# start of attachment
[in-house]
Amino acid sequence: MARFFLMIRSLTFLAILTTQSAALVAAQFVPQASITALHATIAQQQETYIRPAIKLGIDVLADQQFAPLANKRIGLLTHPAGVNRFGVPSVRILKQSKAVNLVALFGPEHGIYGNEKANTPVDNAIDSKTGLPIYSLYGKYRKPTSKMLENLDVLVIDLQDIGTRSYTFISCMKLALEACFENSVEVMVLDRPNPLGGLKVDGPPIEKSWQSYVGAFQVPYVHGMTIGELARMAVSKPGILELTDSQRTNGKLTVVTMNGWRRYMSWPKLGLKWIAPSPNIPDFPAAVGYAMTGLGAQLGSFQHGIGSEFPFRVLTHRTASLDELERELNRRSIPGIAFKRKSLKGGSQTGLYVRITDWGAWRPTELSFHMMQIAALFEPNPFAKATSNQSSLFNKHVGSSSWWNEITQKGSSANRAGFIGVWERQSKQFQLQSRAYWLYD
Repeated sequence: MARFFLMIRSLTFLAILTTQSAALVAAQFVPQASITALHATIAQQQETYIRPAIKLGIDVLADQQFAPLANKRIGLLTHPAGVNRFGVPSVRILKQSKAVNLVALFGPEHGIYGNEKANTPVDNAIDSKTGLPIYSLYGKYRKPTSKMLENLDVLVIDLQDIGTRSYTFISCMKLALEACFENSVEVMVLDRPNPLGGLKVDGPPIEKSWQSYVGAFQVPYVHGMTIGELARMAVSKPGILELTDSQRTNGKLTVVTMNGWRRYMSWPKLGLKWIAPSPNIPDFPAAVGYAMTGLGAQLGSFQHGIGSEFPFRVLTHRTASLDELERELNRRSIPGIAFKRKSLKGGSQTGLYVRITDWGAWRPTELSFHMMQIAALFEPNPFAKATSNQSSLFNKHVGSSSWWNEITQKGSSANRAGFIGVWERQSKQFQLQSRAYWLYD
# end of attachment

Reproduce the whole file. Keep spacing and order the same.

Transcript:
[in-house]
Amino acid sequence: MARFFLMIRSLTFLAILTTQSAALVAAQFVPQASITALHATIAQQQETYIRPAIKLGIDVLADQQFAPLANKRIGLLTHPAGVNRFGVPSVRILKQSKAVNLVALFGPEHGIYGNEKANTPVDNAIDSKTGLPIYSLYGKYRKPTSKMLENLDVLVIDLQDIGTRSYTFISCMKLALEACFENSVEVMVLDRPNPLGGLKVDGPPIEKSWQSYVGAFQVPYVHGMTIGELARMAVSKPGILELTDSQRTNGKLTVVTMNGWRRYMSWPKLGLKWIAPSPNIPDFPAAVGYAMTGLGAQLGSFQHGIGSEFPFRVLTHRTASLDELERELNRRSIPGIAFKRKSLKGGSQTGLYVRITDWGAWRPTELSFHMMQIAALFEPNPFAKATSNQSSLFNKHVGSSSWWNEITQKGSSANRAGFIGVWERQSKQFQLQSRAYWLYD
Repeated sequence: MARFFLMIRSLTFLAILTTQSAALVAAQFVPQASITALHATIAQQQETYIRPAIKLGIDVLADQQFAPLANKRIGLLTHPAGVNRFGVPSVRILKQSKAVNLVALFGPEHGIYGNEKANTPVDNAIDSKTGLPIYSLYGKYRKPTSKMLENLDVLVIDLQDIGTRSYTFISCMKLALEACFENSVEVMVLDRPNPLGGLKVDGPPIEKSWQSYVGAFQVPYVHGMTIGELARMAVSKPGILELTDSQRTNGKLTVVTMNGWRRYMSWPKLGLKWIAPSPNIPDFPAAVGYAMTGLGAQLGSFQHGIGSEFPFRVLTHRTASLDELERELNRRSIPGIAFKRKSLKGGSQTGLYVRITDWGAWRPTELSFHMMQIAALFEPNPFAKATSNQSSLFNKHVGSSSWWNEITQKGSSANRAGFIGVWERQSKQFQLQSRAYWLYD